You know something is going on when UPS and the Teamsters are on the same side in a fight.
On the other side of the dispute is FedEx, making a lot of noise about “bailouts” and “special interest” legislation. FedEx has spent $21 million lobbying against a provision working its way through Congress that would reclassify FedEx truck drivers as non-airline employees, opening the door for the Teamsters to organize them, and ending a competitive advantage FedEx enjoys over rival UPS.
“It really boils down to this: When you receive a delivery from a FedEx driver, it’s not a pilot, it’s a driver,” said Ken Hall, director of the Teamsters’ delivery-truck drivers unit.
“This legislation was written by UPS, for UPS, and benefits only UPS,” countered Maury Lane, Fedex’ director of corporate communications. Their aversion to special-interest bailouts depends on the situation; the current law protecting FedEx from the unions was slipped into a must-pass aviation bill in 1996.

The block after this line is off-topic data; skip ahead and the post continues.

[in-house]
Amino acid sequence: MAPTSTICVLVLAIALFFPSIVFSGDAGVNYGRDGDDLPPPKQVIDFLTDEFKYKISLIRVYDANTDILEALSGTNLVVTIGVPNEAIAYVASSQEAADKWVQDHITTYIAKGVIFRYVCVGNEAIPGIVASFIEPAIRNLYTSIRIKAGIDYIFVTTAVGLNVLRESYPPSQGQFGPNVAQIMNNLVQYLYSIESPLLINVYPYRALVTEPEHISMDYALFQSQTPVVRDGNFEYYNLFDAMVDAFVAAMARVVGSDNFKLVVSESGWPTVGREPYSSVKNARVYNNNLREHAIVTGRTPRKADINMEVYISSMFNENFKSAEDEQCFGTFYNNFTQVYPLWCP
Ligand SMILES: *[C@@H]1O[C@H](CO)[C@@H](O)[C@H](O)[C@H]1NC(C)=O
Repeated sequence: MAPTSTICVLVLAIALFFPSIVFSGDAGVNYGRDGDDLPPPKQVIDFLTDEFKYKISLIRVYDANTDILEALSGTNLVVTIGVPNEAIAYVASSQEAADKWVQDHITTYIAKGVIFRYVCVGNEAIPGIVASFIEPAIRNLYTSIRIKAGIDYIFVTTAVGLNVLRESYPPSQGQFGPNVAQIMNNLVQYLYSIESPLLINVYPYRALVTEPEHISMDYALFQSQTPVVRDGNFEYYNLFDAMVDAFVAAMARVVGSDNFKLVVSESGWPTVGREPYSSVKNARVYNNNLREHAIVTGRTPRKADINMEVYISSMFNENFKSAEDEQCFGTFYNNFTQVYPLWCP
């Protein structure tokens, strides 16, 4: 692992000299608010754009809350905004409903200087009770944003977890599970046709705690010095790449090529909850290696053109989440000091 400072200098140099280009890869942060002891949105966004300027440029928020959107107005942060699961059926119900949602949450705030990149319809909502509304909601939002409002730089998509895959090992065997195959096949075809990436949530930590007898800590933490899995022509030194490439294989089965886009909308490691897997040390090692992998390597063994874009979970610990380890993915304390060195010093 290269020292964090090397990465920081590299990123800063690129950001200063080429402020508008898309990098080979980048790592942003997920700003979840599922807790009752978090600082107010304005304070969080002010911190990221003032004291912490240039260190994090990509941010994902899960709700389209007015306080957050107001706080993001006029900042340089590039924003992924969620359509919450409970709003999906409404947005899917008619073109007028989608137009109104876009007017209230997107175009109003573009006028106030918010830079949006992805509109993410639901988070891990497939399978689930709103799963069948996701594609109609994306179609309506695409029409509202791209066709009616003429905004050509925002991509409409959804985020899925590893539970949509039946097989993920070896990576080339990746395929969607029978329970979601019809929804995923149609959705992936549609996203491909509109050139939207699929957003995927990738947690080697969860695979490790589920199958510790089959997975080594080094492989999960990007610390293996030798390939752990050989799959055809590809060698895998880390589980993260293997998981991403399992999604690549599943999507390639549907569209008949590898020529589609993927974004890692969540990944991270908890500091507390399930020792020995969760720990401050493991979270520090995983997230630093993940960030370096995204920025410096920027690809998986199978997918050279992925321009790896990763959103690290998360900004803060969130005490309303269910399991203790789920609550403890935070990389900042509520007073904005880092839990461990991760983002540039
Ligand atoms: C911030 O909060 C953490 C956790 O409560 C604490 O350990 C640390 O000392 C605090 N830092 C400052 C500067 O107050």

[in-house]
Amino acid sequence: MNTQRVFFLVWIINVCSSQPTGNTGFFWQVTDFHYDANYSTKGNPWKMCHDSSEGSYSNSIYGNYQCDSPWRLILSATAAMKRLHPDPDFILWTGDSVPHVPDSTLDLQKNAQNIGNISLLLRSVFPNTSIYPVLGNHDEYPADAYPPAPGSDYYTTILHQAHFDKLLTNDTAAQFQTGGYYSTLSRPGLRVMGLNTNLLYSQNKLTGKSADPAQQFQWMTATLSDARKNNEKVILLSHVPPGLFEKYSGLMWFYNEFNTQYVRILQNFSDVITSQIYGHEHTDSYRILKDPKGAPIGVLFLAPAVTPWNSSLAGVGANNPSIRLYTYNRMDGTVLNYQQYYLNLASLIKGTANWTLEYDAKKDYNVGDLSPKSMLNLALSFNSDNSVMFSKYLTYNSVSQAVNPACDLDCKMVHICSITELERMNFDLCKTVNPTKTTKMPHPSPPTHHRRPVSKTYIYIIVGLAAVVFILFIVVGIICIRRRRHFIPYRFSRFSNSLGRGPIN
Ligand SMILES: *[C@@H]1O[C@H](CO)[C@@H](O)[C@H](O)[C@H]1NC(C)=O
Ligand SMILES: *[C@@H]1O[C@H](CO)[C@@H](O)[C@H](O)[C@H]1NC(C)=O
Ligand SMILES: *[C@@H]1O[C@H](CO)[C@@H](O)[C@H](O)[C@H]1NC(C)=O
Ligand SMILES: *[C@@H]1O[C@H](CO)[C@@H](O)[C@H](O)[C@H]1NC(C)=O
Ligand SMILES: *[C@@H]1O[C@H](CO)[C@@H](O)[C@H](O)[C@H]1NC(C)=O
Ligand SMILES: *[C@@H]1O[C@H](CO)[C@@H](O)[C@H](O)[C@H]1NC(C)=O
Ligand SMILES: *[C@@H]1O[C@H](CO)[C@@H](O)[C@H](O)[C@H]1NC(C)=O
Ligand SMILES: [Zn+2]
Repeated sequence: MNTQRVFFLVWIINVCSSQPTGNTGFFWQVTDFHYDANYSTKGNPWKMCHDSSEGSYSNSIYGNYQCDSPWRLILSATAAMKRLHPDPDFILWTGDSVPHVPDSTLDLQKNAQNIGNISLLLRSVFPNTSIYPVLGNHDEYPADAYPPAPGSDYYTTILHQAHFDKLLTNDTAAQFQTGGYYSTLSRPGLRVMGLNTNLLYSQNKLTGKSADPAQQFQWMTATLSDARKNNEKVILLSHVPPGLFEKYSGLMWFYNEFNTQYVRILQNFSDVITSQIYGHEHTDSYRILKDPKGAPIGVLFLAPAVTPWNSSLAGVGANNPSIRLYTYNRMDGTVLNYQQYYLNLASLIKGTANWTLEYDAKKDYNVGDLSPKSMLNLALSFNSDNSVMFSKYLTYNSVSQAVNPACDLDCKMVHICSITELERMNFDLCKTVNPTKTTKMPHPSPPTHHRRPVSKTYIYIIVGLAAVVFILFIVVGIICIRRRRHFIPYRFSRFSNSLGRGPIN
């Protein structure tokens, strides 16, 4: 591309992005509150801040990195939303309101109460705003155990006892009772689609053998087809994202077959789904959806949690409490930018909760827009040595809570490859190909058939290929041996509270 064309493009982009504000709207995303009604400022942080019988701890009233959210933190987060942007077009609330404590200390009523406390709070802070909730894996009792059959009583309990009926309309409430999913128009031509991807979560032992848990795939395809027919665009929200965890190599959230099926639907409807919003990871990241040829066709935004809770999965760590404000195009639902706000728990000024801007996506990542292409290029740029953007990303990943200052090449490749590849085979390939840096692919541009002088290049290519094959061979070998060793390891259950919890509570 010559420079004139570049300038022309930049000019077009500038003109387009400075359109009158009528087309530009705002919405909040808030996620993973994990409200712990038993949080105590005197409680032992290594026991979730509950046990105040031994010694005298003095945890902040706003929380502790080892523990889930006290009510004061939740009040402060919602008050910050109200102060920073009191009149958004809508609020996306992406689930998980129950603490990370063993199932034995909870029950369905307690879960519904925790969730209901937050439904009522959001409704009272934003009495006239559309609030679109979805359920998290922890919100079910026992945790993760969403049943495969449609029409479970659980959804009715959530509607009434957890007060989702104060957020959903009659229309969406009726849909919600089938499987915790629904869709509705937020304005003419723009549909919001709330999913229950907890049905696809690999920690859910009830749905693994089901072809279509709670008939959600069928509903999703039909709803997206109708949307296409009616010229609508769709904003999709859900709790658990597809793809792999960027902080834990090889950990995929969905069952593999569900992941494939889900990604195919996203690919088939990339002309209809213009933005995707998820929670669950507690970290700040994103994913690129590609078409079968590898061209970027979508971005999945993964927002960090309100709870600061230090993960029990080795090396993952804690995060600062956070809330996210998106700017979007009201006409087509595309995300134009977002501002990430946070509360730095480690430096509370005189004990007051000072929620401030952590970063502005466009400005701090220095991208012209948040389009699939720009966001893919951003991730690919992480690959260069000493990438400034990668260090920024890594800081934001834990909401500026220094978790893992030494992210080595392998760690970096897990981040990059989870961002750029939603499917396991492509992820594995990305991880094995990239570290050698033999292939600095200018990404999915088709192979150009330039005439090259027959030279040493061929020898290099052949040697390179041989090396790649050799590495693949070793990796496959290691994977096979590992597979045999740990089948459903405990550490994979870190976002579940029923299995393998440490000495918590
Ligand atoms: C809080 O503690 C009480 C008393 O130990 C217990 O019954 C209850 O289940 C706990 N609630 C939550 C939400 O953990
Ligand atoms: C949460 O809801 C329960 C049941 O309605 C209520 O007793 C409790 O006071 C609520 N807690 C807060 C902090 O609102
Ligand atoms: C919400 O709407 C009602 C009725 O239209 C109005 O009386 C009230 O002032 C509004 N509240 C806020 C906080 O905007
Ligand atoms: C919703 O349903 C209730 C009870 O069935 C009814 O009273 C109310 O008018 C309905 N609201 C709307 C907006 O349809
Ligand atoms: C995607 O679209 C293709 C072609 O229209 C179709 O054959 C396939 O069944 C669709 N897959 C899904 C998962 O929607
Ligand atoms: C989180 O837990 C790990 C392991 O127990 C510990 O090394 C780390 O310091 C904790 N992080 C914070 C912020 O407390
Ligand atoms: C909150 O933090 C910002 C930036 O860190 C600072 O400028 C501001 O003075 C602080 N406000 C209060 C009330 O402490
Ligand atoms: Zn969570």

Brown has not been shy about spreading around the green, either – together with the Teamsters, UPS has put over $11 million into lobbying efforts, and delivered another $3 million in campaign contributions.
All those dollars funneled to Washington, of course, are your money, if you are a small package shipper. The most FedEx and UPS customers can hope for is that the two giants keep each other honest to some degree. The U.S. parcel delivery market, ever since DHL exited it, has been a “duopoly,” and the only thing worse than a duopoly is…a monopoly.